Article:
Whanganui mayor Hamish McDouall considered holding a last-minute meeting on Friday evening to vote on establishing a Māori ward, after learning more about iwi views.
But the plan was quickly thwarted by standing orders, which requires 24 hours' notice for a meeting to take place.
Friday, May 21, was the last day councils could vote to establish a Māori ward in time for the 2022 local body elections.
The possibility of a last-minute meeting came after positions of district iwi - Ngā Rauru, Ngā Wairiki Ngāti Apa, and Tūpoho - became clearer.
The Chronicle understands Ngā Rauru and Ngā Wairiki Ngāti Apa supported the establishment of a Māori ward, but Tūpoho had reservations.
McDouall said he spoke to some council staff, as well as district councillor Josh Chandulal-Mackay, late on Friday to work out whether a last-minute meeting was possible, and if there were enough councillors in the district able to attend the meeting.
McDouall previously said he would only entertain the possibility of establishing a Māori ward if all three iwi signalled their support, but Tūpoho leader John Maihi has remained firm in his concerns around a Māori ward.
The last-minute discussions came after accusations that the council did not adequately consult with local iwi.
Ngā Wairiki Ngāti Apa chairman Pahia Turia told the Chronicle his iwi wasn't formally contacted about their view on a Māori ward, despite having indicated their support for the establishment of dedicated representation within Rangitīkei District Council and Horizons Regional Council.
"Obviously in principle, we absolutely support Māori wards," Turia said.
"I won't comment on the other iwi - each of them are entitled to their opinion. I think the point here is that we are only one of the consultative groups that council should have engaged with.
"Obviously there are ratepayers out there and people on the Māori electoral roll that would've expected to be consulted on this as well."
Turia said Tūpoho were well within their rights to oppose the move and his concerns were more around the council's process, rather than the opposition from other iwi.
"What I've said to Hamish is that I'm not prepared to chuck anybody under the bus. But I think the writing is on the wall in regards to what should have happened.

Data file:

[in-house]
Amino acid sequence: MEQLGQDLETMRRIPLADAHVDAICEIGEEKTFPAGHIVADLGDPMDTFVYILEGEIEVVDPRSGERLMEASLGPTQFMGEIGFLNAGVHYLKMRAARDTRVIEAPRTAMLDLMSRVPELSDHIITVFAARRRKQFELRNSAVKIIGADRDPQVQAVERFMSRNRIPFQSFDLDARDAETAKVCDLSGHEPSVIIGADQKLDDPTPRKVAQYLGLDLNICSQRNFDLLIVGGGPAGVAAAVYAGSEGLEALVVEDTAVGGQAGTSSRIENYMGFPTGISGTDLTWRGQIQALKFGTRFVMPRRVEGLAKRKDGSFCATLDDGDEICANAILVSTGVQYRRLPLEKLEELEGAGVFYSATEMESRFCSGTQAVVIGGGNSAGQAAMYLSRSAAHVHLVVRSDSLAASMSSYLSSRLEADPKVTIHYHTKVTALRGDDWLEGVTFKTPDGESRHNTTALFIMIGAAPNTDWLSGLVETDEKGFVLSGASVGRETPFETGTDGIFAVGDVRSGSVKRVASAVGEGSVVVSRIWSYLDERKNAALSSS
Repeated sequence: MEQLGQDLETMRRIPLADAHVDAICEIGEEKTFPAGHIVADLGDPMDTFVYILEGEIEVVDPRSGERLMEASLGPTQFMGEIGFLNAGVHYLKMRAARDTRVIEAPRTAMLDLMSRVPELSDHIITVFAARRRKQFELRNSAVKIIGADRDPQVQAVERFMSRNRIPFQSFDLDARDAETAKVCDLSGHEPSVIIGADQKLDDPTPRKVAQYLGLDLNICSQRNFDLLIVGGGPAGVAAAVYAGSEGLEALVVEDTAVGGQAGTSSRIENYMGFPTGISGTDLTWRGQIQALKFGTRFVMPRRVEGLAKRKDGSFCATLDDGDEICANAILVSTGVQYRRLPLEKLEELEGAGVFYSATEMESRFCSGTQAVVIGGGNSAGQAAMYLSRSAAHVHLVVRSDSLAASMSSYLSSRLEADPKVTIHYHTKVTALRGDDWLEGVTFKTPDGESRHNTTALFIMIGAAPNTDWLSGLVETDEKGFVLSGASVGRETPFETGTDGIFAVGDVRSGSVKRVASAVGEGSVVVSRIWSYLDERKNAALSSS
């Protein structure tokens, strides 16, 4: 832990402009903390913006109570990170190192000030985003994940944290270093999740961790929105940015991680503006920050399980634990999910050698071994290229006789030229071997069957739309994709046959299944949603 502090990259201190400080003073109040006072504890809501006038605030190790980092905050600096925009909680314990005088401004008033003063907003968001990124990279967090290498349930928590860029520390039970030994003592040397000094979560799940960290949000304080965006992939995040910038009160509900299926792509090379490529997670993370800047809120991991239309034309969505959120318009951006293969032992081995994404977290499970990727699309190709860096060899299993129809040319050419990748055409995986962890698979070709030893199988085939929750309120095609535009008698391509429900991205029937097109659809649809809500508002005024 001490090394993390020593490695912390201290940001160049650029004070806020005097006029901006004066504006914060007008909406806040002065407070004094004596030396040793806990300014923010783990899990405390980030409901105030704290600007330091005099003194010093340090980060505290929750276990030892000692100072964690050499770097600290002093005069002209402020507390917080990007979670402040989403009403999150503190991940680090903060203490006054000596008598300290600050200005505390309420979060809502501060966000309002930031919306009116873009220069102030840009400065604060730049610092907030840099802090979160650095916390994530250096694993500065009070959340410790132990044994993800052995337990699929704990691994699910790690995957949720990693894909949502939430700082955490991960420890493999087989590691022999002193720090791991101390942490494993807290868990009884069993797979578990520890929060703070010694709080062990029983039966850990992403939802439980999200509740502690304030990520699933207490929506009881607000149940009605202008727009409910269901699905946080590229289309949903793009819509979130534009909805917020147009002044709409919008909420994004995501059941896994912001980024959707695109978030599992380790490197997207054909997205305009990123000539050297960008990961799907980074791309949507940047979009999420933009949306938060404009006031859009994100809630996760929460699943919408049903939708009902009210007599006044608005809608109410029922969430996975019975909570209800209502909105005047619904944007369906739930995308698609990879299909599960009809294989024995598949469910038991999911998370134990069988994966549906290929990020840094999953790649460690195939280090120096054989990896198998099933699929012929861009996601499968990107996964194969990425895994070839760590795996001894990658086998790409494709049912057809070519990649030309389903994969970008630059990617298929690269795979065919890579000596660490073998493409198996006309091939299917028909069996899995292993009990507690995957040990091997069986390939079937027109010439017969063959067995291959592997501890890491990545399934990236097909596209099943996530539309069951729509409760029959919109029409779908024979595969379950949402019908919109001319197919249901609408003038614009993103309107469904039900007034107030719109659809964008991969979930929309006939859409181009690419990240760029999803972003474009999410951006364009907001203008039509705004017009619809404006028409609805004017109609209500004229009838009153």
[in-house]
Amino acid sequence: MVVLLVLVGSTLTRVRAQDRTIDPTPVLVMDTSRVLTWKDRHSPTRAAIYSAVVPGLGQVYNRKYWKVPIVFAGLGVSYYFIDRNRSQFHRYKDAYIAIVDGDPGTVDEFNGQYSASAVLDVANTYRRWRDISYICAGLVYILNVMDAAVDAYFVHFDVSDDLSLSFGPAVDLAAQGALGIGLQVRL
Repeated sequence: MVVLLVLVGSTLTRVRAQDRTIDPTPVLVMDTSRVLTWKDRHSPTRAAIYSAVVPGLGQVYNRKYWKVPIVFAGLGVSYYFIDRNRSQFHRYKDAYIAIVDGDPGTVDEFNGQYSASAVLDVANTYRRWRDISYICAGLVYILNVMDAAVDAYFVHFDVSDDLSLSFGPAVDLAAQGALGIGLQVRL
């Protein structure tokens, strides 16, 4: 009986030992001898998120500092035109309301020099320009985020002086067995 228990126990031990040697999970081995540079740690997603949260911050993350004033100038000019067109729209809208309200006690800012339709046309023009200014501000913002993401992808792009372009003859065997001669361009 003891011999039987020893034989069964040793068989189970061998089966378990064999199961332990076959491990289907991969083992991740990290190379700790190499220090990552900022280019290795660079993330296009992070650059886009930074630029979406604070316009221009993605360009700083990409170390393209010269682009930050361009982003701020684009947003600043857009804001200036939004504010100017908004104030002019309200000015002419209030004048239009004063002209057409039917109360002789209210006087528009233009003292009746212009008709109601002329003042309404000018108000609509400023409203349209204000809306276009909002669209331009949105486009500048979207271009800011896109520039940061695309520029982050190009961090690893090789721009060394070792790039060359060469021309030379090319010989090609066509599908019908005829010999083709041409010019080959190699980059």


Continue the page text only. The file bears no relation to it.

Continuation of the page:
"What we've seen with other councils across the country was that they engaged in a process and made a decision based upon what the outcome of that process was. Sadly, that never happened here."
McDouall said on Sunday he remained firm in his view moving to establish a Māori ward could not take place without consensus across the board, but accepted the council should have done better when it came to consultation.
"It's a fair point - we weren't overt about it. There's no doubt about that," McDouall said.
"We were out of step with other councils - there were some councils that had to consider this under a representation review. We did that previously only three years ago - we're required to do it every six years."
On Turia's concerns surrounding wider consultation with ratepayers and those on the Māori roll, McDouall said iwi were always the first point of call.
"My particular relationship has to be with iwi," McDouall said.
"You could argue that council should have gone out to the community. That's not the relationship council has.
"If I was to re-live the last three months over again, I might've written more formally to the iwi leaders in Ngā Rauru and Ngāti Apa saying we won't consider this until we get a joint position."
McDouall said the council intended to begin a process in the coming months around involving iwi on council joint committees.
"I signalled in 2019 I'd be reforming these committees in the middle of this year after the long-term plan is out.
"I'll wear the criticism that perhaps I've been focusing on that rather than the Māori wards, in terms of actually being overt about where I'm going."